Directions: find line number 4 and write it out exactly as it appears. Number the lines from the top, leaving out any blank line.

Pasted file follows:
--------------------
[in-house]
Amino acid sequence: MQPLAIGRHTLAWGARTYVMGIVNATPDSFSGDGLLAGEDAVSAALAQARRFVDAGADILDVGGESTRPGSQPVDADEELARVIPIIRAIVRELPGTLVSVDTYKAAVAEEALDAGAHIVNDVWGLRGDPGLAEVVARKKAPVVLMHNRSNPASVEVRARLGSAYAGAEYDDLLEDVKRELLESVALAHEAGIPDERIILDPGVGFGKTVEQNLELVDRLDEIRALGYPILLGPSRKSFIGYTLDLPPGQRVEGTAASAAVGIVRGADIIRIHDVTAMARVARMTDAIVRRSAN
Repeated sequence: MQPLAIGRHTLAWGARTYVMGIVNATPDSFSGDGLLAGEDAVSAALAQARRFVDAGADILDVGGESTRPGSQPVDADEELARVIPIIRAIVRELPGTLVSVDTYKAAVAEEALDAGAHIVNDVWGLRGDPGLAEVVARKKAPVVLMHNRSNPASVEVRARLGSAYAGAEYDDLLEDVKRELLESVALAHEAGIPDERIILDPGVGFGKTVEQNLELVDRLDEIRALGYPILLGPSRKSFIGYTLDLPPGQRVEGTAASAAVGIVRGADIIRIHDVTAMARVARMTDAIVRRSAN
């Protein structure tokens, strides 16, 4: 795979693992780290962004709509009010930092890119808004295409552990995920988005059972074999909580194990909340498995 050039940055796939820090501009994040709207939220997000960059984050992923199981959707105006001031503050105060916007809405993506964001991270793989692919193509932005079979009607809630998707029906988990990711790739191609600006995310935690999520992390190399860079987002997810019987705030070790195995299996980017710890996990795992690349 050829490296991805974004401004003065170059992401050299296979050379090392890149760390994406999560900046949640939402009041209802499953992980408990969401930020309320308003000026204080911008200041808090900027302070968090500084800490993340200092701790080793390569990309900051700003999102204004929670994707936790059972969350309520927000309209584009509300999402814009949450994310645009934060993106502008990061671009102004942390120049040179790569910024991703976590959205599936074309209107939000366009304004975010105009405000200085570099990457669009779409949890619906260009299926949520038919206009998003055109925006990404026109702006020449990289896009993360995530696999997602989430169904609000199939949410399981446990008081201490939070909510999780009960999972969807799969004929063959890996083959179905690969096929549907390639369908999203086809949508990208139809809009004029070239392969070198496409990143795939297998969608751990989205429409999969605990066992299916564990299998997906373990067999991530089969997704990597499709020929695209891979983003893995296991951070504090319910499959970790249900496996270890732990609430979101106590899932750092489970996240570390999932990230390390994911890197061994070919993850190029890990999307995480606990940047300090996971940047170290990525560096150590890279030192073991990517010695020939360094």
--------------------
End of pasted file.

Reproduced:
């Protein structure tokens, strides 16, 4: 795979693992780290962004709509009010930092890119808004295409552990995920988005059972074999909580194990909340498995 050039940055796939820090501009994040709207939220997000960059984050992923199981959707105006001031503050105060916007809405993506964001991270793989692919193509932005079979009607809630998707029906988990990711790739191609600006995310935690999520992390190399860079987002997810019987705030070790195995299996980017710890996990795992690349 050829490296991805974004401004003065170059992401050299296979050379090392890149760390994406999560900046949640939402009041209802499953992980408990969401930020309320308003000026204080911008200041808090900027302070968090500084800490993340200092701790080793390569990309900051700003999102204004929670994707936790059972969350309520927000309209584009509300999402814009949450994310645009934060993106502008990061671009102004942390120049040179790569910024991703976590959205599936074309209107939000366009304004975010105009405000200085570099990457669009779409949890619906260009299926949520038919206009998003055109925006990404026109702006020449990289896009993360995530696999997602989430169904609000199939949410399981446990008081201490939070909510999780009960999972969807799969004929063959890996083959179905690969096929549907390639369908999203086809949508990208139809809009004029070239392969070198496409990143795939297998969608751990989205429409999969605990066992299916564990299998997906373990067999991530089969997704990597499709020929695209891979983003893995296991951070504090319910499959970790249900496996270890732990609430979101106590899932750092489970996240570390999932990230390390994911890197061994070919993850190029890990999307995480606990940047300090996971940047170290990525560096150590890279030192073991990517010695020939360094």